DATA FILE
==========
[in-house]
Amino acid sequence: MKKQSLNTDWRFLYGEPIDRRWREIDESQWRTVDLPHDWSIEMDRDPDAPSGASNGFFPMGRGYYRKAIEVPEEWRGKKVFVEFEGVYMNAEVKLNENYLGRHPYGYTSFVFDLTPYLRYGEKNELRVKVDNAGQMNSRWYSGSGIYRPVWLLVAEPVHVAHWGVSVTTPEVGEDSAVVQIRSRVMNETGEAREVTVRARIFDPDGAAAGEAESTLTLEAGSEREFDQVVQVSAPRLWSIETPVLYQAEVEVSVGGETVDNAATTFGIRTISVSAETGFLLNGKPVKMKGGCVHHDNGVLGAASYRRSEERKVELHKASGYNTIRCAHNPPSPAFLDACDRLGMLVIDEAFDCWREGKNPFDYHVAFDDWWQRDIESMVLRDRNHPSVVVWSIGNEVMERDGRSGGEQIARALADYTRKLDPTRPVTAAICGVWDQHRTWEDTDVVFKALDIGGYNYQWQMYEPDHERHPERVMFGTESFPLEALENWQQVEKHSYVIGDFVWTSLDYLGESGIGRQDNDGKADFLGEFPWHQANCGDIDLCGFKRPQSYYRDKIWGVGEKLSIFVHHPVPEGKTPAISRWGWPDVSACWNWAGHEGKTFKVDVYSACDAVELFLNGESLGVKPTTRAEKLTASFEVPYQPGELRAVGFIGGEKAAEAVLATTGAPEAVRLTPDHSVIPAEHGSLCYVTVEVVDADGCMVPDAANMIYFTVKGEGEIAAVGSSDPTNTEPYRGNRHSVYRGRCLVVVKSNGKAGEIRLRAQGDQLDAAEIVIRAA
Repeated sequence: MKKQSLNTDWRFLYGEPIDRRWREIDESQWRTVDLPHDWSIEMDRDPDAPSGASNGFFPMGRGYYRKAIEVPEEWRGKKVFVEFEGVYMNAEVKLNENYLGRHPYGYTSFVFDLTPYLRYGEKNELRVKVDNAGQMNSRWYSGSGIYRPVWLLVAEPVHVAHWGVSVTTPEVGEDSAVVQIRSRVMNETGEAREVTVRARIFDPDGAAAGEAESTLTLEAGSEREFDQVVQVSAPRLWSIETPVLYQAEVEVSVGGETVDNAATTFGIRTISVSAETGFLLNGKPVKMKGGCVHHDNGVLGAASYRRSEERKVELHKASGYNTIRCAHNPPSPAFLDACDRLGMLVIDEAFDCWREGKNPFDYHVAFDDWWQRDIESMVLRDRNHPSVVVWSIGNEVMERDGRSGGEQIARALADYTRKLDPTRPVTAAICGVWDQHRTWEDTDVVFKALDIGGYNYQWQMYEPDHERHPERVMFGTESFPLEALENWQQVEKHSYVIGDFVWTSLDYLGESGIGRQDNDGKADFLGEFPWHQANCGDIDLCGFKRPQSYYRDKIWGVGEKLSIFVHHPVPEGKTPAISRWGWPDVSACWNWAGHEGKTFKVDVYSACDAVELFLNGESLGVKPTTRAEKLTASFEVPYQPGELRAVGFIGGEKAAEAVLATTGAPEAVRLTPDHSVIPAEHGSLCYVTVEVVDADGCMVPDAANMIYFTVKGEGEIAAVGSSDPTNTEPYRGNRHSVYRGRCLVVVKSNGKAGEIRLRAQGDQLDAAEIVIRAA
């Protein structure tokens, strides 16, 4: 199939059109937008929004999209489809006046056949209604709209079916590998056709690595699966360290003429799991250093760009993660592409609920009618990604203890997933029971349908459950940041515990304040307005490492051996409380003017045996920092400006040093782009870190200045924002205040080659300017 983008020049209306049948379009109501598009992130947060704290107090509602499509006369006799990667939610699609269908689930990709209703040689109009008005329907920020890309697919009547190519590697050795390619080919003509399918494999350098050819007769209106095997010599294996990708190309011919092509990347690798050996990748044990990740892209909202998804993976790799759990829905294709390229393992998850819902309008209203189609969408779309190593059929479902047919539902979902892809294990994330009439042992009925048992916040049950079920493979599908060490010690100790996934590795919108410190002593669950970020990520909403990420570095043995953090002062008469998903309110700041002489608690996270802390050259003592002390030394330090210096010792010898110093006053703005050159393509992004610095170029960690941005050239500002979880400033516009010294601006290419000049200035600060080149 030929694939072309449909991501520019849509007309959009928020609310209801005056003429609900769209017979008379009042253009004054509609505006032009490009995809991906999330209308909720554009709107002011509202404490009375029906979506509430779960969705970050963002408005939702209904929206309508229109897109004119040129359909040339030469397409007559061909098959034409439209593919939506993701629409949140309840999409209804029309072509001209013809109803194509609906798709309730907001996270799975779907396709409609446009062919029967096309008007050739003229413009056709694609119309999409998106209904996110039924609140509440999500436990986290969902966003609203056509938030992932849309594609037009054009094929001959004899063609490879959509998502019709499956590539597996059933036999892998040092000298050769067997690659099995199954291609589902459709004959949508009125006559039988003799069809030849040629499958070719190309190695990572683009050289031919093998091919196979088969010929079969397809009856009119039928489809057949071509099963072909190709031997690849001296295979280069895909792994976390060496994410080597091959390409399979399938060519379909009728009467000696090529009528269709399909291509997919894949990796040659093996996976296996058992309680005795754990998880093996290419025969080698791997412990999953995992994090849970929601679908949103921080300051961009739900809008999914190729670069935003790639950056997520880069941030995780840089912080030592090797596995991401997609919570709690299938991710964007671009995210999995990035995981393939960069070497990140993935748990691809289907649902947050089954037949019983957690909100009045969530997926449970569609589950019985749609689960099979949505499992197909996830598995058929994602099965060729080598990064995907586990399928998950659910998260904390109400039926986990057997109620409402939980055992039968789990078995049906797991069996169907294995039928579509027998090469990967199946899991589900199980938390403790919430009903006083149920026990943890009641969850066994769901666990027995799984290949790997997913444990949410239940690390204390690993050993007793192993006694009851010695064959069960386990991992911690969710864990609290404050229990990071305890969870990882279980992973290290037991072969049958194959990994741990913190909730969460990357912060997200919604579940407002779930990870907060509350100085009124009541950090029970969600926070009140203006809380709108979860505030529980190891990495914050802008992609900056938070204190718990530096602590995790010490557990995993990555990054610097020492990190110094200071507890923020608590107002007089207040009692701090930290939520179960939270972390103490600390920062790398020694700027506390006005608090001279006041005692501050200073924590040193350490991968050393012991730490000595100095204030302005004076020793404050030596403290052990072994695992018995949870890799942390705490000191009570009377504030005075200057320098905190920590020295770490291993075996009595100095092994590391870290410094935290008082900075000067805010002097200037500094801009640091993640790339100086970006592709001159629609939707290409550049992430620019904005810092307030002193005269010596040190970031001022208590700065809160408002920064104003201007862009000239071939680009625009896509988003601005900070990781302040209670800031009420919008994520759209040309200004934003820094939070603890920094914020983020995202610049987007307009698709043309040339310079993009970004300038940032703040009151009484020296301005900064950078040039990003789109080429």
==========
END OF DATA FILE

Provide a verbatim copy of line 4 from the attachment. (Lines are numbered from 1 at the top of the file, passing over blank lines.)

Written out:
């Protein structure tokens, strides 16, 4: 199939059109937008929004999209489809006046056949209604709209079916590998056709690595699966360290003429799991250093760009993660592409609920009618990604203890997933029971349908459950940041515990304040307005490492051996409380003017045996920092400006040093782009870190200045924002205040080659300017 983008020049209306049948379009109501598009992130947060704290107090509602499509006369006799990667939610699609269908689930990709209703040689109009008005329907920020890309697919009547190519590697050795390619080919003509399918494999350098050819007769209106095997010599294996990708190309011919092509990347690798050996990748044990990740892209909202998804993976790799759990829905294709390229393992998850819902309008209203189609969408779309190593059929479902047919539902979902892809294990994330009439042992009925048992916040049950079920493979599908060490010690100790996934590795919108410190002593669950970020990520909403990420570095043995953090002062008469998903309110700041002489608690996270802390050259003592002390030394330090210096010792010898110093006053703005050159393509992004610095170029960690941005050239500002979880400033516009010294601006290419000049200035600060080149 030929694939072309449909991501520019849509007309959009928020609310209801005056003429609900769209017979008379009042253009004054509609505006032009490009995809991906999330209308909720554009709107002011509202404490009375029906979506509430779960969705970050963002408005939702209904929206309508229109897109004119040129359909040339030469397409007559061909098959034409439209593919939506993701629409949140309840999409209804029309072509001209013809109803194509609906798709309730907001996270799975779907396709409609446009062919029967096309008007050739003229413009056709694609119309999409998106209904996110039924609140509440999500436990986290969902966003609203056509938030992932849309594609037009054009094929001959004899063609490879959509998502019709499956590539597996059933036999892998040092000298050769067997690659099995199954291609589902459709004959949508009125006559039988003799069809030849040629499958070719190309190695990572683009050289031919093998091919196979088969010929079969397809009856009119039928489809057949071509099963072909190709031997690849001296295979280069895909792994976390060496994410080597091959390409399979399938060519379909009728009467000696090529009528269709399909291509997919894949990796040659093996996976296996058992309680005795754990998880093996290419025969080698791997412990999953995992994090849970929601679908949103921080300051961009739900809008999914190729670069935003790639950056997520880069941030995780840089912080030592090797596995991401997609919570709690299938991710964007671009995210999995990035995981393939960069070497990140993935748990691809289907649902947050089954037949019983957690909100009045969530997926449970569609589950019985749609689960099979949505499992197909996830598995058929994602099965060729080598990064995907586990399928998950659910998260904390109400039926986990057997109620409402939980055992039968789990078995049906797991069996169907294995039928579509027998090469990967199946899991589900199980938390403790919430009903006083149920026990943890009641969850066994769901666990027995799984290949790997997913444990949410239940690390204390690993050993007793192993006694009851010695064959069960386990991992911690969710864990609290404050229990990071305890969870990882279980992973290290037991072969049958194959990994741990913190909730969460990357912060997200919604579940407002779930990870907060509350100085009124009541950090029970969600926070009140203006809380709108979860505030529980190891990495914050802008992609900056938070204190718990530096602590995790010490557990995993990555990054610097020492990190110094200071507890923020608590107002007089207040009692701090930290939520179960939270972390103490600390920062790398020694700027506390006005608090001279006041005692501050200073924590040193350490991968050393012991730490000595100095204030302005004076020793404050030596403290052990072994695992018995949870890799942390705490000191009570009377504030005075200057320098905190920590020295770490291993075996009595100095092994590391870290410094935290008082900075000067805010002097200037500094801009640091993640790339100086970006592709001159629609939707290409550049992430620019904005810092307030002193005269010596040190970031001022208590700065809160408002920064104003201007862009000239071939680009625009896509988003601005900070990781302040209670800031009420919008994520759209040309200004934003820094939070603890920094914020983020995202610049987007307009698709043309040339310079993009970004300038940032703040009151009484020296301005900064950078040039990003789109080429």